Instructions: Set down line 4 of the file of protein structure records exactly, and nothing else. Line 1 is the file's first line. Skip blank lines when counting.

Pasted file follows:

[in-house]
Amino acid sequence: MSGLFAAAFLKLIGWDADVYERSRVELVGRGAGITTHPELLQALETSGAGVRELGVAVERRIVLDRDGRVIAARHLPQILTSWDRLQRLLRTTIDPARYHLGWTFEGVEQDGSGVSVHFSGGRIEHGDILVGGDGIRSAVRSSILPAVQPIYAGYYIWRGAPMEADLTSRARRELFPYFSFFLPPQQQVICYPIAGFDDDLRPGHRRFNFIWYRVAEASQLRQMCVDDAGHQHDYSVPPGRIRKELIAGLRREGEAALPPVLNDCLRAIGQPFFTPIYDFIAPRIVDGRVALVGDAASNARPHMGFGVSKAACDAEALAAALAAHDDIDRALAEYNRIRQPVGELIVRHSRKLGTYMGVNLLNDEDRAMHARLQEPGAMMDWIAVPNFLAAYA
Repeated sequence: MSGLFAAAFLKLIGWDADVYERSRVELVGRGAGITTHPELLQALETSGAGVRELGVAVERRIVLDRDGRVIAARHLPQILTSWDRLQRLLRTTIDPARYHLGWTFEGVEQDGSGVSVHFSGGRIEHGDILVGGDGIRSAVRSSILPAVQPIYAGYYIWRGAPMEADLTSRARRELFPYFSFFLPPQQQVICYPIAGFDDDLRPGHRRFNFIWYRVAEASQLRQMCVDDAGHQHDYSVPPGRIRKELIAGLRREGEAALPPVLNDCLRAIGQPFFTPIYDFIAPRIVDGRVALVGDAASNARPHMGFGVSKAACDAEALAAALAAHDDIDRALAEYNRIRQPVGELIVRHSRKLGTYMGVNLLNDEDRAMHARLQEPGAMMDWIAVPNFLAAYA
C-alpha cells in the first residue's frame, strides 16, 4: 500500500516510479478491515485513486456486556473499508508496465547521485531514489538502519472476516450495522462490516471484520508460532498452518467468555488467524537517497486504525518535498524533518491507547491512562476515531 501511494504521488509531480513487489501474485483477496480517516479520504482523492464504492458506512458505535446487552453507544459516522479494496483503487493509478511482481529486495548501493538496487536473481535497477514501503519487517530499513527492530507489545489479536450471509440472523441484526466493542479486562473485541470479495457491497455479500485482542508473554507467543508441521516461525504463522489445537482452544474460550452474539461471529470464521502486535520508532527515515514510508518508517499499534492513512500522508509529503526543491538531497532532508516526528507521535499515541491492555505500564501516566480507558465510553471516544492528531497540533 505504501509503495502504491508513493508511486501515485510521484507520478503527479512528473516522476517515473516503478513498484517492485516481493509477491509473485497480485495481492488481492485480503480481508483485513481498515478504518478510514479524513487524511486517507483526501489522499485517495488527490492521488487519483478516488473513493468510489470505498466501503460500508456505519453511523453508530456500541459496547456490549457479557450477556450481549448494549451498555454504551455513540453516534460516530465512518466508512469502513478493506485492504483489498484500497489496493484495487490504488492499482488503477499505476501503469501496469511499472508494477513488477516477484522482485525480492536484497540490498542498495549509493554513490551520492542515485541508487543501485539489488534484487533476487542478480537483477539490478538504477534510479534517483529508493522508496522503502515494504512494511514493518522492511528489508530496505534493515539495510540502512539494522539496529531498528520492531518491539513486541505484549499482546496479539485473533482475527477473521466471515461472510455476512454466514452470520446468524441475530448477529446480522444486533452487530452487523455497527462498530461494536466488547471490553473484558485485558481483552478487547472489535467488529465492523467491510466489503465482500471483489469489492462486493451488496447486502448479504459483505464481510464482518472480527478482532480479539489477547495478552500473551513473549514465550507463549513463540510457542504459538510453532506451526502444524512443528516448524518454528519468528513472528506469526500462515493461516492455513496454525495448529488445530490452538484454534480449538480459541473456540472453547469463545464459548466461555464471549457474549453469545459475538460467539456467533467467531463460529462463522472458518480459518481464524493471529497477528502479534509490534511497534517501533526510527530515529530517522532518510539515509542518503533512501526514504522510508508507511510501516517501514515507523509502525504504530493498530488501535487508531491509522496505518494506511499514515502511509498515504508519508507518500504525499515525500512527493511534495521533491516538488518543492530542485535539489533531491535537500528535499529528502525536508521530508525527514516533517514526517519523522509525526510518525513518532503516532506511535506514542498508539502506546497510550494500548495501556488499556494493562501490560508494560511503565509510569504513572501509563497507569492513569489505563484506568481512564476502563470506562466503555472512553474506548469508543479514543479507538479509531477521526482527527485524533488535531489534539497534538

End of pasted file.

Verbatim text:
C-alpha cells in the first residue's frame, strides 16, 4: 500500500516510479478491515485513486456486556473499508508496465547521485531514489538502519472476516450495522462490516471484520508460532498452518467468555488467524537517497486504525518535498524533518491507547491512562476515531 501511494504521488509531480513487489501474485483477496480517516479520504482523492464504492458506512458505535446487552453507544459516522479494496483503487493509478511482481529486495548501493538496487536473481535497477514501503519487517530499513527492530507489545489479536450471509440472523441484526466493542479486562473485541470479495457491497455479500485482542508473554507467543508441521516461525504463522489445537482452544474460550452474539461471529470464521502486535520508532527515515514510508518508517499499534492513512500522508509529503526543491538531497532532508516526528507521535499515541491492555505500564501516566480507558465510553471516544492528531497540533 505504501509503495502504491508513493508511486501515485510521484507520478503527479512528473516522476517515473516503478513498484517492485516481493509477491509473485497480485495481492488481492485480503480481508483485513481498515478504518478510514479524513487524511486517507483526501489522499485517495488527490492521488487519483478516488473513493468510489470505498466501503460500508456505519453511523453508530456500541459496547456490549457479557450477556450481549448494549451498555454504551455513540453516534460516530465512518466508512469502513478493506485492504483489498484500497489496493484495487490504488492499482488503477499505476501503469501496469511499472508494477513488477516477484522482485525480492536484497540490498542498495549509493554513490551520492542515485541508487543501485539489488534484487533476487542478480537483477539490478538504477534510479534517483529508493522508496522503502515494504512494511514493518522492511528489508530496505534493515539495510540502512539494522539496529531498528520492531518491539513486541505484549499482546496479539485473533482475527477473521466471515461472510455476512454466514452470520446468524441475530448477529446480522444486533452487530452487523455497527462498530461494536466488547471490553473484558485485558481483552478487547472489535467488529465492523467491510466489503465482500471483489469489492462486493451488496447486502448479504459483505464481510464482518472480527478482532480479539489477547495478552500473551513473549514465550507463549513463540510457542504459538510453532506451526502444524512443528516448524518454528519468528513472528506469526500462515493461516492455513496454525495448529488445530490452538484454534480449538480459541473456540472453547469463545464459548466461555464471549457474549453469545459475538460467539456467533467467531463460529462463522472458518480459518481464524493471529497477528502479534509490534511497534517501533526510527530515529530517522532518510539515509542518503533512501526514504522510508508507511510501516517501514515507523509502525504504530493498530488501535487508531491509522496505518494506511499514515502511509498515504508519508507518500504525499515525500512527493511534495521533491516538488518543492530542485535539489533531491535537500528535499529528502525536508521530508525527514516533517514526517519523522509525526510518525513518532503516532506511535506514542498508539502506546497510550494500548495501556488499556494493562501490560508494560511503565509510569504513572501509563497507569492513569489505563484506568481512564476502563470506562466503555472512553474506548469508543479514543479507538479509531477521526482527527485524533488535531489534539497534538